Public Wi-Fi, privacy and passwords at risk? Let’s be clear

Yes, the public hot spot can put our privacy at risk. But it is a risk mostly limited to the knowledge of the sites we visit. And you can parry in various ways. Be careful not to be alarmed

Many do not know that if we connect to a public Wi-Fi there is a privacy risk, that the manager of the hot spot – a b & b, a hotel … – can read the sites we access.

The theme is certainly current, especially in the holiday period, perhaps abroad, where we tend to connect where it happens to save GB and money. Outside Europe, it may be necessary.

But the question is less trivial than it may seem. Correct to inform about the risks, but it is not to be alarmed, perhaps to sell a VPN to anyone who passes by. Yes, because the internet is no longer than 10-15 years old and almost all sites and services use encryption (typically SSL). Even chats and before Edward Snowden was absolutely not normal, so the Wi-Fi manager doesn’t read our private messages by default.

The privacy risks of public Wi-Fi

“If the sites are in HTTPS, the Wi-Fi manager can only see the IP addresses of the sites we access”, explains Paolo Dal Checco, a well-known IT security expert. “But there is also the DNS question, which if it is in the clear does not show the exact address but the name of the site,” he adds.

In short, if the site is HTTPS, as is likely, the risk is still limited. They will see that we have navigated to a health site but not the specific page that talks about a certain disease, for example. If the site is dedicated to that disease, however, the manager will have our sensitive information.

Even in other cases (religion, sexual orientation), however, general domination can reveal too much about us.

Solutions: encrypted VPN and DNS

“ VPN is the best solution in these cases, for example with the Opera browser you have one integrated. Or you can install a free one like Proton ”. “You can’t customize them much, for example, to select the exit node, but they are more than good for these purposes”.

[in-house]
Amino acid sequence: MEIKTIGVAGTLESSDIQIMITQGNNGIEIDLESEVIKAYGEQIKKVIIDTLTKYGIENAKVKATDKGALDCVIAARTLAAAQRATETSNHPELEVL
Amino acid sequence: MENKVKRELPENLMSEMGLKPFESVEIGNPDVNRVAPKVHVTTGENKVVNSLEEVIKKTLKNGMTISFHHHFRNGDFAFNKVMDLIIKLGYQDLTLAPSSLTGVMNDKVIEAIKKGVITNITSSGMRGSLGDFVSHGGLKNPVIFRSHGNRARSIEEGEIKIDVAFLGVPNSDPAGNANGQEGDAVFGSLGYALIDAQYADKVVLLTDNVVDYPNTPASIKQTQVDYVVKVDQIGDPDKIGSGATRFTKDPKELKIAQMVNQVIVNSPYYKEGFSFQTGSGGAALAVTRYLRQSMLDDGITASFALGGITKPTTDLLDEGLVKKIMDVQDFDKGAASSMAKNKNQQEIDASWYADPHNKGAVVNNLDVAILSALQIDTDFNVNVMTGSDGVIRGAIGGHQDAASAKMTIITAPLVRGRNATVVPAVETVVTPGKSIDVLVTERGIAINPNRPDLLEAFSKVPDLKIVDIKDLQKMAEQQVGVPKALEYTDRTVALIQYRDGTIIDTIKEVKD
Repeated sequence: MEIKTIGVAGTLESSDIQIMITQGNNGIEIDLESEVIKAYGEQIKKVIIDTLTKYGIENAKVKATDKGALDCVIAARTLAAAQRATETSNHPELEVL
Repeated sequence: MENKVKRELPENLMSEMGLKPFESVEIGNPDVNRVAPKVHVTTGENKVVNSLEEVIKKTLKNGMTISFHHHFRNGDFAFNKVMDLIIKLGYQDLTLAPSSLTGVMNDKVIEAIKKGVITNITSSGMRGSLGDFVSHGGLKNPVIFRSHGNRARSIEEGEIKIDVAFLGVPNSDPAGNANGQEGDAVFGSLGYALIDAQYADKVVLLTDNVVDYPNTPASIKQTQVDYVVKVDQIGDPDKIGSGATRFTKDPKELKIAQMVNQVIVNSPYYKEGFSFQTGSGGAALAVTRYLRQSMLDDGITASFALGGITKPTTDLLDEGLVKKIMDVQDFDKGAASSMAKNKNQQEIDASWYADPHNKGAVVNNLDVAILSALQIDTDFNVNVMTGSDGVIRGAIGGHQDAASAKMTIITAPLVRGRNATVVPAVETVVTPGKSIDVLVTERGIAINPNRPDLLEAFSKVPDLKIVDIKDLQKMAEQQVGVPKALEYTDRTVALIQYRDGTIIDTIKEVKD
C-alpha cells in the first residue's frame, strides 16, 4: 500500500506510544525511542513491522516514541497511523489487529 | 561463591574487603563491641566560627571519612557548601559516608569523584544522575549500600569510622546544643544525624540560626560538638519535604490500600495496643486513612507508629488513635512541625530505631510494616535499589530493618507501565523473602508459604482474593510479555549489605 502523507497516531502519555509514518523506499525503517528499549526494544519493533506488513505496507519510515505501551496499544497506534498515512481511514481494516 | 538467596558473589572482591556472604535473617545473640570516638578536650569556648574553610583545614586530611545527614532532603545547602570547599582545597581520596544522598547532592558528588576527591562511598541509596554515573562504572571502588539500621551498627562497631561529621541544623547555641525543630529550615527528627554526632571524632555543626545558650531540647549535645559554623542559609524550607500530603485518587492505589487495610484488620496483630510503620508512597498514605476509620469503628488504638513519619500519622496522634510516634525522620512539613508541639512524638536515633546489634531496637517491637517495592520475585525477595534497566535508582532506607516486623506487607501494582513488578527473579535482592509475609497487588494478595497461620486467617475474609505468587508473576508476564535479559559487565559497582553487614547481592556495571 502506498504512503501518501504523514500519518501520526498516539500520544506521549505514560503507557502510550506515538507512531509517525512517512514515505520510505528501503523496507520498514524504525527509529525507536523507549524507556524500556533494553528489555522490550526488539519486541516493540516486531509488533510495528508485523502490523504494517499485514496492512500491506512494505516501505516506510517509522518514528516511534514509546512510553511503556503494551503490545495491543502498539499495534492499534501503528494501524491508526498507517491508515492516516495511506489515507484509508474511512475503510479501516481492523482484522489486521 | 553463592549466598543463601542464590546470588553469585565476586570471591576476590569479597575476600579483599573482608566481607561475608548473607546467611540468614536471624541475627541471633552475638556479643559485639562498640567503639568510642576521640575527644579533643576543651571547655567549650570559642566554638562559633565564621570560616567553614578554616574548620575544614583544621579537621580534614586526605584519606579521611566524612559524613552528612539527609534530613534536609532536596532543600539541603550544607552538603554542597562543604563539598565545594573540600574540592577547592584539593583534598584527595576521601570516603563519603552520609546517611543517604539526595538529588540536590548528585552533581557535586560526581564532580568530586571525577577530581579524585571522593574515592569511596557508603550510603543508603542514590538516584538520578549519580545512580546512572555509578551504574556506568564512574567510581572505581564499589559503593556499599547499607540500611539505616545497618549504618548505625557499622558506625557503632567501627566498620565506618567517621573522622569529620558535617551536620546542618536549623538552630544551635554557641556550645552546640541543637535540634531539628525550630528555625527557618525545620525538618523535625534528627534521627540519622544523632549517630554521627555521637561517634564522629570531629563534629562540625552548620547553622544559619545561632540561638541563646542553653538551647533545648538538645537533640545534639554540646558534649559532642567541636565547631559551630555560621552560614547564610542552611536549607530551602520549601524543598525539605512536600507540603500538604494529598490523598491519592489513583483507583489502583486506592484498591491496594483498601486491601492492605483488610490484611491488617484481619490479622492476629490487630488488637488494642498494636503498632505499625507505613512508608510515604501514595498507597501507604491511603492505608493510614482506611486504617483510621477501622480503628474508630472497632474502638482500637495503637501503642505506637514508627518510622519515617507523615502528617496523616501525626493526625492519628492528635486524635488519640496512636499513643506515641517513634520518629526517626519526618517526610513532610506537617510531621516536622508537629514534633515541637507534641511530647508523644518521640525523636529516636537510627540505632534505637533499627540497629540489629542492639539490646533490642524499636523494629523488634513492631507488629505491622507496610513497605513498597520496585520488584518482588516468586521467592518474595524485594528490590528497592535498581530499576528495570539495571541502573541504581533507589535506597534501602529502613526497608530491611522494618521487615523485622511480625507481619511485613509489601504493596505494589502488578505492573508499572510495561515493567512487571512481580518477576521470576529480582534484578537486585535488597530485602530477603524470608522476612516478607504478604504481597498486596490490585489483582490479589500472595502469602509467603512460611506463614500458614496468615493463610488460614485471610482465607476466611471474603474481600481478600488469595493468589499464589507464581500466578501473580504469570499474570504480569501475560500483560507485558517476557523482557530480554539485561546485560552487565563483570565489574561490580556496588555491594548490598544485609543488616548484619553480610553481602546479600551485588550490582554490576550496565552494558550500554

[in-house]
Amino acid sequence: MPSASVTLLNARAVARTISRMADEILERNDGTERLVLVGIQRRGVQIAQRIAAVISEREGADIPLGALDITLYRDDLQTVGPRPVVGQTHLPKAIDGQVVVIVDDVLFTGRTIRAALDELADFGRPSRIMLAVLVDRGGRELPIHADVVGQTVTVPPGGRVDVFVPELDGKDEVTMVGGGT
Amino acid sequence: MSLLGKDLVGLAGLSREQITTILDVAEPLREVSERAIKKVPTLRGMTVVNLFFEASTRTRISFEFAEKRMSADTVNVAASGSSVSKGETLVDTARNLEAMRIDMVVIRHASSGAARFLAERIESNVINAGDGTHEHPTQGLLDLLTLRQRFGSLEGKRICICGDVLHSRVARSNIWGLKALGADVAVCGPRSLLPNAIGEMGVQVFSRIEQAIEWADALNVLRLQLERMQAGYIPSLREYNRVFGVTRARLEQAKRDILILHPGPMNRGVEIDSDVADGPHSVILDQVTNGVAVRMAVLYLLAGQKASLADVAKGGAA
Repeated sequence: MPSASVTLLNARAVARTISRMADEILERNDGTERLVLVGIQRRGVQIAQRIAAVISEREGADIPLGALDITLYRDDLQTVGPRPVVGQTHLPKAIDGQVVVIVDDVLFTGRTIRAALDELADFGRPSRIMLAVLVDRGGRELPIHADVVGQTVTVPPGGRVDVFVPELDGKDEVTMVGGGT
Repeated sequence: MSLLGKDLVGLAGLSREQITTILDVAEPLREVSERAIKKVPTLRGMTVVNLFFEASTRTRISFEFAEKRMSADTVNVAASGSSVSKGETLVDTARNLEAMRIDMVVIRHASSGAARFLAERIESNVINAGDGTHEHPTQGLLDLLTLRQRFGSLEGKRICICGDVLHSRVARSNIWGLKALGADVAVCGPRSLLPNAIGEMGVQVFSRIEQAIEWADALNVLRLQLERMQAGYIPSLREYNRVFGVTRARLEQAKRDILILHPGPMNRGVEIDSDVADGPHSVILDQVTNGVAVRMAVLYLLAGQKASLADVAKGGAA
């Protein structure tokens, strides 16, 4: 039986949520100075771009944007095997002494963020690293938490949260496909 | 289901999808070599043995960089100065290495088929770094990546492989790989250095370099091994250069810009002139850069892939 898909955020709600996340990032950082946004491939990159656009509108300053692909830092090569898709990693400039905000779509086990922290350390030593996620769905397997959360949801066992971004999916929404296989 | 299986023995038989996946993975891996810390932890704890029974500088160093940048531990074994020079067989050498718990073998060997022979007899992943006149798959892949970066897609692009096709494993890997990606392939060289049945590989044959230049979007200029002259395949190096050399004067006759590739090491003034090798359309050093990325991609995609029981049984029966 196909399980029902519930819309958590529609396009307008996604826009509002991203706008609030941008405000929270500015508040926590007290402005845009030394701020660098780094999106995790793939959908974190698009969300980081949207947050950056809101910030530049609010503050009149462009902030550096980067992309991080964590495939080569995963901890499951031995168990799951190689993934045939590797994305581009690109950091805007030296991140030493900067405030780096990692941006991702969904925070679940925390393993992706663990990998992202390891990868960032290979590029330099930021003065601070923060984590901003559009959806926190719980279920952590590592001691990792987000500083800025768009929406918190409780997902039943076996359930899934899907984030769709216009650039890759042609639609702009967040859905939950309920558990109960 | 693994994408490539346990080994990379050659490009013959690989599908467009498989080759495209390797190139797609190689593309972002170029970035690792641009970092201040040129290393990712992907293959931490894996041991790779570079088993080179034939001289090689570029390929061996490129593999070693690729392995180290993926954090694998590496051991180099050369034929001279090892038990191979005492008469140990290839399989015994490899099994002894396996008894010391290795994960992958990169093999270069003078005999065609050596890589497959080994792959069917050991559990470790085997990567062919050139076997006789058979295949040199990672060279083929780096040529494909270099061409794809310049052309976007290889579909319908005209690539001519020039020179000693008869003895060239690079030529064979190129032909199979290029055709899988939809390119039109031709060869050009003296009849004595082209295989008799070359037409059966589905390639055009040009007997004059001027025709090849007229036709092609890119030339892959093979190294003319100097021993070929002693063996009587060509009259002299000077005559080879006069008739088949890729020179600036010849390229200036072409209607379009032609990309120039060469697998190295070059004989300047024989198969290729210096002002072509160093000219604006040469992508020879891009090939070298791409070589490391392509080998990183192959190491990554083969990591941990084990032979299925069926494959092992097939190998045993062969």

We can also browse with secure DNS, via Tls or HTTPS (two different encryption standards). For example that of Cloudflare 1.1.1.1. The advantage is that if we don’t have a VPN, you can’t see the site name.

Browsers on computers and smartphones generally allow you to activate the “Secure DNS” option with a few clicks, among the security options. Likewise, they have options to force HTTPS (where available). There are also extensions for this purpose, such as HTTPS everywhere.

Dal Checco recommends using a secure VPN and DNS together from public hot spots.

  • If we only have secure DNS, the IP address of the sites (not the name) is still visible
  • If we only have a VPN, privacy is exposed to the manager of the VPN.

What about passwords? Malware?

When it comes to passwords, calm and cool. They only come out in the clear if there is not even HTTPS. But if a site without HTTPS asks us to log in, the problem is upstream: let’s turn away. With or without public Wi-Fi. It is probably a scam (a fake of that of the bank for example).

Pure serious apps and software now use password encryption. They can’t sniff it so easily over Wi-Fi (from hot spots run or hacked by criminals).

Dal Checco confirms: “now the software and app passwords travel all encrypted with a certificate wired into the software, the so-called pinned certificate, and therefore cannot be intercepted”.

Many sites now also mention the danger of malware spreading via public hot spots with the file sharing service, but – as Giorgio Sbaraglia, Clusit explains – it is an outdated warning; now when you access a public hot spot that service is disabled (unlike when you are on a private network).

In short, it is good to warn of the risks of public Wi-Fi, but they must be limited. To say that they can steal our passwords and maybe even money from the account, without contextualizing, is alarming only useful for selling a few more VPNs.

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